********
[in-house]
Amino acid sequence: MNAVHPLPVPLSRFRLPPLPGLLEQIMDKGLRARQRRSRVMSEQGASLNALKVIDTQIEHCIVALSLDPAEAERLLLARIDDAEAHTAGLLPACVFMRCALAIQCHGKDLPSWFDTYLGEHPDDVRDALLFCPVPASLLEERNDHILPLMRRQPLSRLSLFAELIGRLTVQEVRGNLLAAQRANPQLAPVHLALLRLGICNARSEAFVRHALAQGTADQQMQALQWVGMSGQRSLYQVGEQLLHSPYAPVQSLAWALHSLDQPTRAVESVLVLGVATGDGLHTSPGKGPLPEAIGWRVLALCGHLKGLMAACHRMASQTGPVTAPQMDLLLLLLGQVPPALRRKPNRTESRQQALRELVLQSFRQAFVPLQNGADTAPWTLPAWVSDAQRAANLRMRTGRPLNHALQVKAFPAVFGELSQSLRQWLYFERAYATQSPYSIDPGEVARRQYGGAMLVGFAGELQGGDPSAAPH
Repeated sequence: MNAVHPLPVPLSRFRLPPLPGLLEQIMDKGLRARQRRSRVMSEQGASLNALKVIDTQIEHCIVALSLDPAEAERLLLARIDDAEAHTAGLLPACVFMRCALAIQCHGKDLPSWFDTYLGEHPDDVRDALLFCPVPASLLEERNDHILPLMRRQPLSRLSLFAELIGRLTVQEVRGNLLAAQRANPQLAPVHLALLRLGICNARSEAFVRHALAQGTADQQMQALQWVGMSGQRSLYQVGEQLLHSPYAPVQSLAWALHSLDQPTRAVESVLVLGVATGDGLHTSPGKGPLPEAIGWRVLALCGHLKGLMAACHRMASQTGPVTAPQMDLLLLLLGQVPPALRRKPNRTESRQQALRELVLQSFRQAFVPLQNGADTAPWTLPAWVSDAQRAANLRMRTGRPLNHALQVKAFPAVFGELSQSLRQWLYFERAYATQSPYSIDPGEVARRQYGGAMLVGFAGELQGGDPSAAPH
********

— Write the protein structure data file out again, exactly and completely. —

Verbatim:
[in-house]
Amino acid sequence: MNAVHPLPVPLSRFRLPPLPGLLEQIMDKGLRARQRRSRVMSEQGASLNALKVIDTQIEHCIVALSLDPAEAERLLLARIDDAEAHTAGLLPACVFMRCALAIQCHGKDLPSWFDTYLGEHPDDVRDALLFCPVPASLLEERNDHILPLMRRQPLSRLSLFAELIGRLTVQEVRGNLLAAQRANPQLAPVHLALLRLGICNARSEAFVRHALAQGTADQQMQALQWVGMSGQRSLYQVGEQLLHSPYAPVQSLAWALHSLDQPTRAVESVLVLGVATGDGLHTSPGKGPLPEAIGWRVLALCGHLKGLMAACHRMASQTGPVTAPQMDLLLLLLGQVPPALRRKPNRTESRQQALRELVLQSFRQAFVPLQNGADTAPWTLPAWVSDAQRAANLRMRTGRPLNHALQVKAFPAVFGELSQSLRQWLYFERAYATQSPYSIDPGEVARRQYGGAMLVGFAGELQGGDPSAAPH
Repeated sequence: MNAVHPLPVPLSRFRLPPLPGLLEQIMDKGLRARQRRSRVMSEQGASLNALKVIDTQIEHCIVALSLDPAEAERLLLARIDDAEAHTAGLLPACVFMRCALAIQCHGKDLPSWFDTYLGEHPDDVRDALLFCPVPASLLEERNDHILPLMRRQPLSRLSLFAELIGRLTVQEVRGNLLAAQRANPQLAPVHLALLRLGICNARSEAFVRHALAQGTADQQMQALQWVGMSGQRSLYQVGEQLLHSPYAPVQSLAWALHSLDQPTRAVESVLVLGVATGDGLHTSPGKGPLPEAIGWRVLALCGHLKGLMAACHRMASQTGPVTAPQMDLLLLLLGQVPPALRRKPNRTESRQQALRELVLQSFRQAFVPLQNGADTAPWTLPAWVSDAQRAANLRMRTGRPLNHALQVKAFPAVFGELSQSLRQWLYFERAYATQSPYSIDPGEVARRQYGGAMLVGFAGELQGGDPSAAPH